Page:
Tag: motivation

Rob Adelphia en Viviendo con Gusto

For the “Living with Gusto” series, we may not find a better visual example than Rob Adelphia’s bungee jumping video. Blogging at Today Has Power and The Four the Road Family, Rob has gone through more than his share of challenges but is the epitome of how we can overcome anything when we put our mind to it. If you need a jumpstart in your life, pick up his eBook, “How to Get Anything You Want Out of Life…And More!”

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Writing about combis last week got me thinking about how hilarious it is when the cobradores (money collectors) run to get their card stamped. Each combi has a card that needs to be stamped at various locations during the route. As I understand the set-up, there’s a penalty if a combi is consistently late — typically, it has to run the full route one more time. To avoid this, cobradores often jump off their moving combis up to three blocks before the checkpoint and run at full speed to get their cards stamped by a machine or signed by a waiting time-controller sitting at the corner of the block with a pen and clipboard. I’ve always wondered if it’s actually ever worth it for the cobradores to endanger their lives by running through traffic, only to shave off a few seconds. Sometimes it seems more like an excuse to move their legs after standing in the same cramped combi doorway for hours at a time.

Peruvian society often functions on the basis of punishments and rewards (or avoidance of punishment). The classic dictatorial boss can subtract from your pay or give you bonuses as s/he pleases. Corporal punishment is the norm (and so is domestic abuse for that matter) and children are hosed when they arrive late to school. In a government program for maternal and child health, families are given 100 soles for showing up to workshops. Even NGOs silently tell mothers, “If you don’t treat your children well and follow our recommendations, you won’t get gifts at the end of the year.” So then you hear mothers say, “I’m going to join this project because they’re going to give me a gift at the end,” when what you want to hear is, “I’m going to join this project because it will better the life of my child.” When I tried to raise my concerns about these extrinsic motivators, I was brushed off as the gringa who didn’t understand Peruvian society. “It’s the Peruvian way,” I was told. I accepted it.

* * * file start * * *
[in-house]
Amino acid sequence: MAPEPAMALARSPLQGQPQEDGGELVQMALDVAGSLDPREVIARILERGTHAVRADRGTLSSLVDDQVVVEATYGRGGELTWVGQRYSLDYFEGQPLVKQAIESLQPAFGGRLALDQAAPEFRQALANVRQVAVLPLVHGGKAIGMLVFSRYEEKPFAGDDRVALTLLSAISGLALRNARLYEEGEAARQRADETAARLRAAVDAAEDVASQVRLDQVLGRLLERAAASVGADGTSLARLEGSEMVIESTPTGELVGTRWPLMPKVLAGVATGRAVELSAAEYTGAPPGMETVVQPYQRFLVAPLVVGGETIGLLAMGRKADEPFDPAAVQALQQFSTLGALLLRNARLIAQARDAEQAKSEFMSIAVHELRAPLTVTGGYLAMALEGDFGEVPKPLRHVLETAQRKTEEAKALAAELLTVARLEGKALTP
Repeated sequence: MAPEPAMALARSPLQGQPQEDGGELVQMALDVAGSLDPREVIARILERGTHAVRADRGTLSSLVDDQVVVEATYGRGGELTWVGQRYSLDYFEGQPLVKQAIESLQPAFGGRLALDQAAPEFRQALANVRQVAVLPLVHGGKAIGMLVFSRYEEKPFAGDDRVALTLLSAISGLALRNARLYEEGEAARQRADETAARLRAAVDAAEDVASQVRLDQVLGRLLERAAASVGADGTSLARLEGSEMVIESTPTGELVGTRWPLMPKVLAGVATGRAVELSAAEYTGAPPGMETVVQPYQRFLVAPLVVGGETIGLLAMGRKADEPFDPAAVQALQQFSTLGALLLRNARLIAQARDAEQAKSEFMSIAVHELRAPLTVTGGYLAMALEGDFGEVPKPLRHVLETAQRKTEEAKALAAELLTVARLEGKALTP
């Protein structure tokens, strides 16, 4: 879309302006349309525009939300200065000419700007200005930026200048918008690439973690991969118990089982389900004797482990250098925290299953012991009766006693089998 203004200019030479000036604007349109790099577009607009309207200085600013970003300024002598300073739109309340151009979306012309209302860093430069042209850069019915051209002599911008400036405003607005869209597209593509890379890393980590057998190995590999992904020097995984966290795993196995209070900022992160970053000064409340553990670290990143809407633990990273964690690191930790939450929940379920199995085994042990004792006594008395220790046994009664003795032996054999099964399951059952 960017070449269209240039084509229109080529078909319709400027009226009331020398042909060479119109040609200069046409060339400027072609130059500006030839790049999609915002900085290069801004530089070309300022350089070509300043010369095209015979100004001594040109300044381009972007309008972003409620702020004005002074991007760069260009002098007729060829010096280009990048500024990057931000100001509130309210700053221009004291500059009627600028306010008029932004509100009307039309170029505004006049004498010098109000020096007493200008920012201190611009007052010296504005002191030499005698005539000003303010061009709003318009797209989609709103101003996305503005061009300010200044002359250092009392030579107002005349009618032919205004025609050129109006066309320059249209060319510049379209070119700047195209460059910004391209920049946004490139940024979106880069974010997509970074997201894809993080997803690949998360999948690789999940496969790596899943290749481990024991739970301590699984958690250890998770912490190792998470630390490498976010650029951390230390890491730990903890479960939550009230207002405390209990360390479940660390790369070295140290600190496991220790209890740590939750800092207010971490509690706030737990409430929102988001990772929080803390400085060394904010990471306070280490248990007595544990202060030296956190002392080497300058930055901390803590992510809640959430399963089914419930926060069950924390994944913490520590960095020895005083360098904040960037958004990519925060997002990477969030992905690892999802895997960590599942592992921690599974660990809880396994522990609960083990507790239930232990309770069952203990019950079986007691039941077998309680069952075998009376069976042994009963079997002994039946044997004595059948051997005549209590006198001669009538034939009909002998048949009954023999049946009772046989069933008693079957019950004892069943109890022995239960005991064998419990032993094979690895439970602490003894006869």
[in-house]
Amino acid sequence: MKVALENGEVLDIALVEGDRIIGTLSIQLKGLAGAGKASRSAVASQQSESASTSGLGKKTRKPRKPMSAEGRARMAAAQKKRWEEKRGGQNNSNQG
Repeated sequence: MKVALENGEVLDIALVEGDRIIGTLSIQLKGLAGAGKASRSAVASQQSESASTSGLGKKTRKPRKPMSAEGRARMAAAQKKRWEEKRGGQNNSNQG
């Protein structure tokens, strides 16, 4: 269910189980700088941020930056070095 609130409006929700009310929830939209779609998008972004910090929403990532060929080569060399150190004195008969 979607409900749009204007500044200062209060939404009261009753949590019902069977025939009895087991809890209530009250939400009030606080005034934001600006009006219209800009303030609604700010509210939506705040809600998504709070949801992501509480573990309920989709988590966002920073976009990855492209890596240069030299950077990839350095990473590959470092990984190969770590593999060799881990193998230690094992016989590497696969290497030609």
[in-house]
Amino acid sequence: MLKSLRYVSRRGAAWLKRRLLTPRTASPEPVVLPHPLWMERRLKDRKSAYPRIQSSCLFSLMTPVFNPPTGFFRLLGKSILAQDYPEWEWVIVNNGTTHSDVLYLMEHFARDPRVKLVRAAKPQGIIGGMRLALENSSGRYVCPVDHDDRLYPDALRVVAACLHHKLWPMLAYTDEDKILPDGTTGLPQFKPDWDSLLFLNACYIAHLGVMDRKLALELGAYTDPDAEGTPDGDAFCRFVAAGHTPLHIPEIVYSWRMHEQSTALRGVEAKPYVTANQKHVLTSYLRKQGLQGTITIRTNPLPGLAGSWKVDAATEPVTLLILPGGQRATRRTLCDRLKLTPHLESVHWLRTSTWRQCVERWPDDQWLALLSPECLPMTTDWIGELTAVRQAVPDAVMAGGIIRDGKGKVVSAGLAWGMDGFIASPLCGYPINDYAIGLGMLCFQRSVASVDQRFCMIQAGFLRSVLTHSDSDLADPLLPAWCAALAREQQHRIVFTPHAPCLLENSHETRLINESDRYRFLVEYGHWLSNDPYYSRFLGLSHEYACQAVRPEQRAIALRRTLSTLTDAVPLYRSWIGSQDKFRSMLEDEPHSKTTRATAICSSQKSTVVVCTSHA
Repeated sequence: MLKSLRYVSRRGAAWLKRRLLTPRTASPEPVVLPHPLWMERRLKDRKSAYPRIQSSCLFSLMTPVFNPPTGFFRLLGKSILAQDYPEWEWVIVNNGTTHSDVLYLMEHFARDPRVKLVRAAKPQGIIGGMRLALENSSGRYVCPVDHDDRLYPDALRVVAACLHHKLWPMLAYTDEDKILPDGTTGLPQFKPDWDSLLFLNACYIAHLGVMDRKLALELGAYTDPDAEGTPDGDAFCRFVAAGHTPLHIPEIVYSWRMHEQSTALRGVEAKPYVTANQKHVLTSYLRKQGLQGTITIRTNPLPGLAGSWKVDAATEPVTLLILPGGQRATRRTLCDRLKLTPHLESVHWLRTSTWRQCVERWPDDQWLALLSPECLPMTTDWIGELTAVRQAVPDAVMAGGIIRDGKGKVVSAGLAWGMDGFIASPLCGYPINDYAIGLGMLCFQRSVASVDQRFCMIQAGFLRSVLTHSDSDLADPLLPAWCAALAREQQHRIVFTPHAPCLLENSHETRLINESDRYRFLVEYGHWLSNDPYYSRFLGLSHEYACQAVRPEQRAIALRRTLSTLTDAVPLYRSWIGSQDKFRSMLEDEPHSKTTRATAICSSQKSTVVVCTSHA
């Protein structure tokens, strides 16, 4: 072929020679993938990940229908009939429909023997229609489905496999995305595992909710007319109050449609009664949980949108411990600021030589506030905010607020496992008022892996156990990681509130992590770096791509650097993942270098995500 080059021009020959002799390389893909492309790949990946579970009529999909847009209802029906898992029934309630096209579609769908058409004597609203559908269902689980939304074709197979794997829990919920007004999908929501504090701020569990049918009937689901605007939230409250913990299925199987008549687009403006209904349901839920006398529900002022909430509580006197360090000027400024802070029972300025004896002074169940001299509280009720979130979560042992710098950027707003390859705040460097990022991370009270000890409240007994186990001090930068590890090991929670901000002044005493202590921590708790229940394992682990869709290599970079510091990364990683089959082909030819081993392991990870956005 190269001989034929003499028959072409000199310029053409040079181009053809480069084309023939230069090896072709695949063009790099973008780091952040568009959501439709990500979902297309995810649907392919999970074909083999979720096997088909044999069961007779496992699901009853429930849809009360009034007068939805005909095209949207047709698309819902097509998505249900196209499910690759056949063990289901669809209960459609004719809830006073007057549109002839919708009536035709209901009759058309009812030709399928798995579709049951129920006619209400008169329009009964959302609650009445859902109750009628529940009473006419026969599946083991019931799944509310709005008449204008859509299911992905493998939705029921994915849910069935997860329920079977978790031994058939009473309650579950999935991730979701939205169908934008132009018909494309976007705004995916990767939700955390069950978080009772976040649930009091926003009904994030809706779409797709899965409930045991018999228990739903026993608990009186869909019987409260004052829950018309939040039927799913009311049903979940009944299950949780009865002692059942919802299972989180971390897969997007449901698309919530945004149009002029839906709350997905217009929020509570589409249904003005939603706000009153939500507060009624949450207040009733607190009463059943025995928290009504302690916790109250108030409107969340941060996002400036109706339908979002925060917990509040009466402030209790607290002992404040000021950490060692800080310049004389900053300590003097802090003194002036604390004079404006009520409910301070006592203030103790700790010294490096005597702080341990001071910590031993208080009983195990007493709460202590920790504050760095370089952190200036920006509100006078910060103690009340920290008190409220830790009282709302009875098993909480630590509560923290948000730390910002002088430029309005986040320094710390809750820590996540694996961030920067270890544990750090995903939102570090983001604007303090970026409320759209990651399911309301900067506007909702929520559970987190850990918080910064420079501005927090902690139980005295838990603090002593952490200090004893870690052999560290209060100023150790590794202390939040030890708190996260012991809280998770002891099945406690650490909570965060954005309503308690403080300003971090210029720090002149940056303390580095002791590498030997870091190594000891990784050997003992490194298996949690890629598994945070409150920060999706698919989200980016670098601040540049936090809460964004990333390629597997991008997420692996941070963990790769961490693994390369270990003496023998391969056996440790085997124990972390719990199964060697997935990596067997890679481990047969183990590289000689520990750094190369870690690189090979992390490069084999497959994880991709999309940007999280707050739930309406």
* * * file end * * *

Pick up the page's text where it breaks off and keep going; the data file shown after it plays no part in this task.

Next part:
Four months later, evidence starts falling into my lap that Peruvians themselves are trying to make changes and that the system of punishments and rewards doesn’t have to be “the Peruvian way.” A professor I used to work for encouraged me to meet with one of her contacts in Lima, Dr. Mary Claux. As I read up on Dr. Claux’s research, one of the first academic articles that arose questioned the need for authoritarian Peruvian leaders (article in Spanish). A good Peruvian friend shared his thoughts on leadership with me and he cited his own businesses as examples that a freer managing style without penalties or crackdowns works. He even sent me an enlightening and relevant TED talk presented by Dan Pink (below) that contributed to his belief system regarding the best way to motivate others.

It “CAN BE DONE,” my friend writes to me.

With renewed faith in my morals, I figure it might be worth a shot sharing this new evidence with the nonbelievers I have come to know in Huancayo.

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